A micrometeor just smacked into the Webb Space Telescope — it wasn’t the first
In deep space, no one is coming to Webb’s rescue. And that’s ok.
The best-laid schemes o’ mice and men gang aft agley, as the poet Robert Burns wrote in his 1785 piece “To A Mouse” — and the team behind the James Webb Space Telescope are not immune to this truism.
Despite positioning Webb at a relatively clean area of space called Lagrangian Point 2, some million miles from Earth and the myriad space junk that surrounds us, the telescope has sustained a direct hit. In this case, a micrometeor smacked into one of the telescope’s primary mirror segments, one of the 18 gold and beryllium coated hexagons that will enable us to observe the universe as never before. NASA revealed the damage on Wednesday, June 8 in a news release, although it appears the event actually occurred at some point between May 23 and May 25.
What happened — At some point between Tuesday, May 23 and Thursday, May 25, the James Webb Space Telescope’s primary mirror segment C3 sustained a micrometeor impact. A micrometeor is a dust-sized particle that is whizzing through space so fast as to make it powerful enough to do damage.
In response, the Webb’s engineering team has performed an initial adjustment to the positioning and alignment of the mirror segment, NASA confirmed Wednesday. These adjustments allow teams on the ground to take into account and cancel out any image distortion that may result from damage to the mirrors — although its not a perfect solution.
As Inverse previously reported in January from a Webb-related media briefing, the issue with being a million miles from Earth is that there is no way to send a repair crew — so Webb is stuck with a partially damaged mirror segment:
“Let’s say, a piece of debris hits it,” posits Julie Van Campen, a NASA engineer and a deputy commissioning manager for the James Webb Space Telescope. “And then we had a problem like that broke a mirror,” or another piece of kit, she continues. What protects the telescope from this eventuality happening?
“The answer is not much,” she says. “What you see is what you get.”
Why it matters — The Webb’s team always knew that the telescope would get damaged in space. Micrometeors are so tiny as to be near-impossible to track and avoid. What matters however is that the Webb represents a feat of engineering, whereby the telescope has been built to withstand rips, tears, and direct hits for the duration of its science mission in such a way that it will still provide unprecedented views of our cosmos. In fact, as one NASA scientist on the Webb team reveals on the Webb blog, this is actually not the first micrometeor hit.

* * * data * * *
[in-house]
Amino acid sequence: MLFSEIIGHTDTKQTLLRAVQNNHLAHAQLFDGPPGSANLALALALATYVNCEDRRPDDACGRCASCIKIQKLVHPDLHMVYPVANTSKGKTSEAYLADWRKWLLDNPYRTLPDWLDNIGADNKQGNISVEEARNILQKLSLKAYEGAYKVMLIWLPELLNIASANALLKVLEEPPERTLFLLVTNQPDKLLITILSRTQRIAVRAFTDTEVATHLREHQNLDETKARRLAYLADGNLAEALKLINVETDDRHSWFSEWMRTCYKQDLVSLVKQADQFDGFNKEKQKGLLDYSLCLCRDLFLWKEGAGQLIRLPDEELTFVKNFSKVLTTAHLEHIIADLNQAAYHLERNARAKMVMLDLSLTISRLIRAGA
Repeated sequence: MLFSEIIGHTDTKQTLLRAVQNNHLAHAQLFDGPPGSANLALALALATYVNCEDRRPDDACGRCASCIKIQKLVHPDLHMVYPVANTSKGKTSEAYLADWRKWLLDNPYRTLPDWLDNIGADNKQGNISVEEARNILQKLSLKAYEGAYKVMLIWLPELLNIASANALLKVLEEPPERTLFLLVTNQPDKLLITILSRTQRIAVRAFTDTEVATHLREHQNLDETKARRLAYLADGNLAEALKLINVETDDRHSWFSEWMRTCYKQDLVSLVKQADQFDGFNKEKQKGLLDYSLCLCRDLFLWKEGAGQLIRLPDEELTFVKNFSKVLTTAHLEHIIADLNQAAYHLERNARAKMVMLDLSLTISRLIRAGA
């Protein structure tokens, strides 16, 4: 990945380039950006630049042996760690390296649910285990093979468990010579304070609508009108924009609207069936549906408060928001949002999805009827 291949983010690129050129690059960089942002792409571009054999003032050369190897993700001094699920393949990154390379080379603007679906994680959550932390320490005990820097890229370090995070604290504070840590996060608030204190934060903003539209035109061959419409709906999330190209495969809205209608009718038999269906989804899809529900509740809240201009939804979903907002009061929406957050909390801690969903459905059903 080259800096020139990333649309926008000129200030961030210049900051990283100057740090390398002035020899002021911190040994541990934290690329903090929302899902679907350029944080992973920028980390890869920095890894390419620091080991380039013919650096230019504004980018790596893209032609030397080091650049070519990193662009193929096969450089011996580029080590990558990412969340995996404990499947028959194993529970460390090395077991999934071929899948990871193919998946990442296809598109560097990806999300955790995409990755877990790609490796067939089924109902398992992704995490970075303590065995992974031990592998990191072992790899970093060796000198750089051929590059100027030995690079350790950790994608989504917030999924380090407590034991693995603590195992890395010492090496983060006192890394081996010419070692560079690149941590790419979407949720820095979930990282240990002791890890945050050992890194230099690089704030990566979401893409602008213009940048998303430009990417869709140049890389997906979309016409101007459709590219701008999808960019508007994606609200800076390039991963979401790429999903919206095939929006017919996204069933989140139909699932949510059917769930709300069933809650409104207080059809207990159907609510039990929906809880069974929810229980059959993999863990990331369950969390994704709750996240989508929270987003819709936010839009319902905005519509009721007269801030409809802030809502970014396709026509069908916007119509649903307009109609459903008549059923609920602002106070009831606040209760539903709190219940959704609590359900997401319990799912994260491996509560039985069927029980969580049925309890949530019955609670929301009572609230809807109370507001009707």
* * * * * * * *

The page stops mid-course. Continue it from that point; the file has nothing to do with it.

NASA states on the blog:
After a successful launch, deployment, and telescope alignment, Webb’s beginning-of-life performance is still well above expectations, and the observatory is fully capable of performing the science it was designed to achieve.
Digging into the details — An intriguing detail of the latest impact is that the Webb had no idea this meteor was coming, despite undergoing rigorous impact simulation testing that was designed to help it detect and avoid these kinds of micrometeors. But in a strange twist, this micrometeor was larger than the Webb team had accounted for during the testing phase. NASA states in the blog:
“While the telescope was being built, engineers used a mixture of simulations and actual test impacts on mirror samples to get a clearer idea of how to fortify the observatory for operation in orbit. This most recent impact was larger than was modeled, and beyond what the team could have tested on the ground.”
“Since launch, we have had four smaller measurable micrometeoroid strikes that were consistent with expectations and this one more recently that is larger than our degradation predictions assumed,” states Lee Feinberg, Webb optical telescope element manager at NASA Goddard, in the same post.
“We will use this flight data to update our analysis of performance over time and also develop operational approaches to assure we maximize the imaging performance of Webb to the best extent possible for many years to come.”
What’s next — Most immediately, the Webb’s team will continue adjusting the C3 mirror segment to try and minimize the degradation to the mirror’s optical performance.
“We designed and built Webb with performance margin — optical, thermal, electrical, mechanical — to ensure it can perform its ambitious science mission even after many years in space,” says Paul Geithner, technical deputy project manager at NASA’s Goddard Space Flight Center in Greenbelt, Maryland, in a statement on NASA’s Webb blog.
Despite the damage, the James Webb Space Telescope is due to give the world a jaw-dropping view of our universe on July 12, 2022. This will likely come in the form of four or more images that demonstrate its four instruments’ capabilities, as well as data and other observations that speak to how it will be used during its first year of operation to study exoplanets, galaxies, the first stars, our Solar System, and more.
The impact will have no bearing on that schedule, according to NASA, so stay tuned for the first science images in July. We cannot wait.